I remember the very day that Hip Hop Soul died.
It was Aug. 25, 2001. I was sitting with my legs crossed picking popcorn seeds from my teeth, watching 106th & Park with A.J. and Free. The screen went black. Suddenly a message that Aaliyah died in a Bahamas airplane crash scrolled across the television.
I didn’t believe it at first, but the weeks that followed and the years without her made reality sink in. We had lost our brightest star.
Looking back on her wondrously, marvelous career 10 years after her tragic death, there are some lessons to be learned from Aaliyah’s life. These lessons give us the hope, determination and the guidance to live a fruitful life.
1. If at first you don’t succeed, dust yourself off and try again.
While Aaliyah’s tremendously successful career and rise to fame seemed supernatural, it was no fairytale. Her life was filled with many precarious decisions, rejections, and road blocks. By age 16, she had been rejected from Star Search, signed and dropped from her record label before settling in at Blackground Records, and prematurely married her 27-year-old producer, R. Kelly. When the media caught word of the marriage and annulment, Aaliyah became the center of a highly scandalous situation.
She handled it with grace, quietly cutting-off ties and forging an epic relationship with producers Timbaland and Missy Elliott. Aaliyah’s determination to move forward after a potentially career-halting scandal gave insight into her ferociously powerful will to succeed regardless of circumstance. She remained a uniquely vibrant artist amid the backlash.
2. It pays to be multi-faceted.
Aaliyah fit into the tradition of Black artists who were capable of having success in various artistic capacities. She was the return of the archetypal Black entertainer–those who had the ability to perform in an assortment of styles. She aligned herself with many iconic Black variety entertainers including Diana Ross, Sammy Davis Jr., Lena Horne, and her idol, Whitney Houston.
Beyond her ability to sing and write songs, she was the premier dancer of the Hip Hop generation, a boundary-shifting style icon and a sought-after actress. Her ability to succeed in the film industry with “Romeo Must Die” and “Queen of the Damned” elevated her into superstar status. She had also been cast to play the role of Zee in the “Matrix” sequels, a role later made famous by Jada Pinkett Smith.
For the Hip Hop generation, Aaliyah offered a well-rounded artistic approach, and she utilized her platform to inspire young women to define their own femininity.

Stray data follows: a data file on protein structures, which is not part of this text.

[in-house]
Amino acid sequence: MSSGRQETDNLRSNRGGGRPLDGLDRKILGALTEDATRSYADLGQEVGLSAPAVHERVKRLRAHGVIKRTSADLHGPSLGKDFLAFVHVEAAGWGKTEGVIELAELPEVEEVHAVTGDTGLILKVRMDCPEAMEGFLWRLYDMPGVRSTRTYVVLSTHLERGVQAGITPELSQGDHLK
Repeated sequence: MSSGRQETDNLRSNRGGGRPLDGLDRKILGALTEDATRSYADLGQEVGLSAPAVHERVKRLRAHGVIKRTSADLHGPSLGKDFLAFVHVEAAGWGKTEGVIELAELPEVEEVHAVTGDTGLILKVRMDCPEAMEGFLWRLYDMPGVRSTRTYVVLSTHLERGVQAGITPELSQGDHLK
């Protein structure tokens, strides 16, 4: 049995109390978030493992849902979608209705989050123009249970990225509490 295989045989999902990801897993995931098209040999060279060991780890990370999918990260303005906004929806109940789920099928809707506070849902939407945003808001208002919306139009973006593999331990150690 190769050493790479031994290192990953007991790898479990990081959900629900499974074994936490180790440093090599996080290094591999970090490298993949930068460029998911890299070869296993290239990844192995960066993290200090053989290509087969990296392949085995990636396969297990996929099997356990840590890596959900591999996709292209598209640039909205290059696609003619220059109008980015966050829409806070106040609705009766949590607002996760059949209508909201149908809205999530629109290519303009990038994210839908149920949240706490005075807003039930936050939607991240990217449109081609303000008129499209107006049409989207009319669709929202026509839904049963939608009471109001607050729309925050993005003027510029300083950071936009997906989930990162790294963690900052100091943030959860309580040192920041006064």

3. Femininity comes in all packages.
When we look back on those early days sitting around the television waiting for the MTV premier of “Are You That Somebody,” we celebrate the time when girls weren’t afraid to be tomboys. Aaliyah best represented those young Black girls who wore baggy jeans, Lugz boots, dark sunglasses and bandanas. Yet, her femininity was never questioned.
Instead, Aaliyah helped urban American style gain global notoriety, ultimately making it cool for Black girls to don Tommy Hilfiger boxers and sports bras as outerwear.
She ultimately sent a silent message to society that she would not get rid of her B-girl style in favor of more socially acceptable outfits. Alongside Xscape, Mary J. Blige and TLC, Aaliyah embraced the idea that her femininity was nurtured on the inside and displayed through her music.
4. Consistency builds excellent artistry.
Aaliyah was one of the most consistent artists of the Hip Hop Soul era. After her departure from Robert Kelly in 1995, she worked solely with Timbaland, Missy Elliott and Barry Hankerson. Remaining loyal to her production team allowed Aaliyah to forge a unique sound which pushed the bounds of Hip Hop and R&B.
Her videos were always magnificent; epic in fact. She consistently elevated their quality and challenged her team to make game-changing productions. Aaliyah also worked solely with Fatima Robinson, who choreographed all of her videos. Utilizing the same choreographer gave her an opportunity to hone her craft expertly.
This commitment to excellence is the greatest of all her lessons. Aaliyah was a rare artist, one who pushed the bounds of the music industry with her rebellious fashion, Hip Hop tracks and sweet angelic voice.
While the day she died is implanted unshakably in my memory, her life, is more importantly a master class on determination, social efficacy, inspiration and the ability to be above all–one in a million.
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